April 23, 2007: Seminar: Roxana Girju: "Improving the Interpretation of Noun Phrases with Cross-linguistic Information"

Seminar Announcement

Improving the Interpretation of Noun Phrases with Cross-linguistic Information

Roxana Girju
University of Illinois at Urbana-Champaign
Friday, April 27, 2007

12:00 p.m., Room 512 SEO


The acquisition of semantic knowledge is paramount for any application that requires a deep understanding of natural language text. Motivated by the problem of building a noun phrase-level semantic parser and adapting it to various applications, such as machine translation and multilingual question answering, we present a domain-independent model for noun phrase interpretation. We investigate the problem based on cross-linguistic evidence from a set of five Romance languages: French, Italian, Spanish, Portuguese, and Romanian. The focus on Romance languages is well motivated. Most of the time English noun phrases translate into constructions of the form ''N P N'' in Romance languages where, as we will show, the P (preposition) correlates with the semantics.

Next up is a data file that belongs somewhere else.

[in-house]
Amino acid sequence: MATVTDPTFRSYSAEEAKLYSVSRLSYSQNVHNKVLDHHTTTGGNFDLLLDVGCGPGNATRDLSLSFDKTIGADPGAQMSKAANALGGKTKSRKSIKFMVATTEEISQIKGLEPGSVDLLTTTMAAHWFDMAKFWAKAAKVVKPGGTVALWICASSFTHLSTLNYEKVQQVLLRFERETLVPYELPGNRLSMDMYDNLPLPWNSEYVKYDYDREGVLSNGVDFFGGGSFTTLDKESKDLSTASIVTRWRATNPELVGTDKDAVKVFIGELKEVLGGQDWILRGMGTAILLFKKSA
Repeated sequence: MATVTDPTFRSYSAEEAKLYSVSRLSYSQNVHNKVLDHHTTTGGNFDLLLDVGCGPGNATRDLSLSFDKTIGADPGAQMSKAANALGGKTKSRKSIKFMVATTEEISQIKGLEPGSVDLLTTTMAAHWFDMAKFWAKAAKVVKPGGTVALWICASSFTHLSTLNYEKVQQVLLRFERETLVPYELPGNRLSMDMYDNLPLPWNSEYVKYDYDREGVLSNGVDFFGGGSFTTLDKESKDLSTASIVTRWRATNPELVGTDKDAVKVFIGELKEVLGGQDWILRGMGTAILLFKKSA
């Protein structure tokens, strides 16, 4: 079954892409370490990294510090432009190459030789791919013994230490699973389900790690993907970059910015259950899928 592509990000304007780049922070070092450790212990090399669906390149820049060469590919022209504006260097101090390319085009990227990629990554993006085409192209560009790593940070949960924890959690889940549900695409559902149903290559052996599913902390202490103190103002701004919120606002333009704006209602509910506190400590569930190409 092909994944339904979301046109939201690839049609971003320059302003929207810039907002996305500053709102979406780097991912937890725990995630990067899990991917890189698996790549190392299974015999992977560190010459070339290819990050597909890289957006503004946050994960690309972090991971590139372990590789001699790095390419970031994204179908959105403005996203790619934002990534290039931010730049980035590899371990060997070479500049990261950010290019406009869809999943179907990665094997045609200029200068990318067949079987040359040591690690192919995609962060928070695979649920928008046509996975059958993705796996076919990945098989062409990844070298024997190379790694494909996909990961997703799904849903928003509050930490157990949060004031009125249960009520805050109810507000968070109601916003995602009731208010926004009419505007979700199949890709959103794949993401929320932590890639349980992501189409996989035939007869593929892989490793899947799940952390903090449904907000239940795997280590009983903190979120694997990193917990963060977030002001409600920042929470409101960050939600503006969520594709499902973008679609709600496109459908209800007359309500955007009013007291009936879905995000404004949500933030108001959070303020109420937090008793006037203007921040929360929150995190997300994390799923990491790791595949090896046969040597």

A set of novel semantic and contextual English-Romance NP features is derived based on empirical observations on the distribution of the syntax and meaning of noun phrases on two corpora of different genre (Europarl and CLUVI). The features are employed in a supervised learning algorithm and the results are compared against two state-of-the-art models reported in the literature on the same task.

Brief Bio:

Roxana Girju is an assistant professor in the Linguistics department at the University of Illinois at Urbana-Champaign. She also holds affiliate appointments in the departments of Computer Science, Spanish, Italian and Portuguese, and Beckman Institute. Her research interests are in the area of Natural Language Processing / Computational Linguistics with emphasis on computational semantics and its applications to question answering and textual inference. Dr. Girju was awarded a U of I Center for Advanced Study (CAS) Award (2006). Her computational semantics team ranked first in the international semantic evaluation (SemEval 2007) series at ACL 2007.

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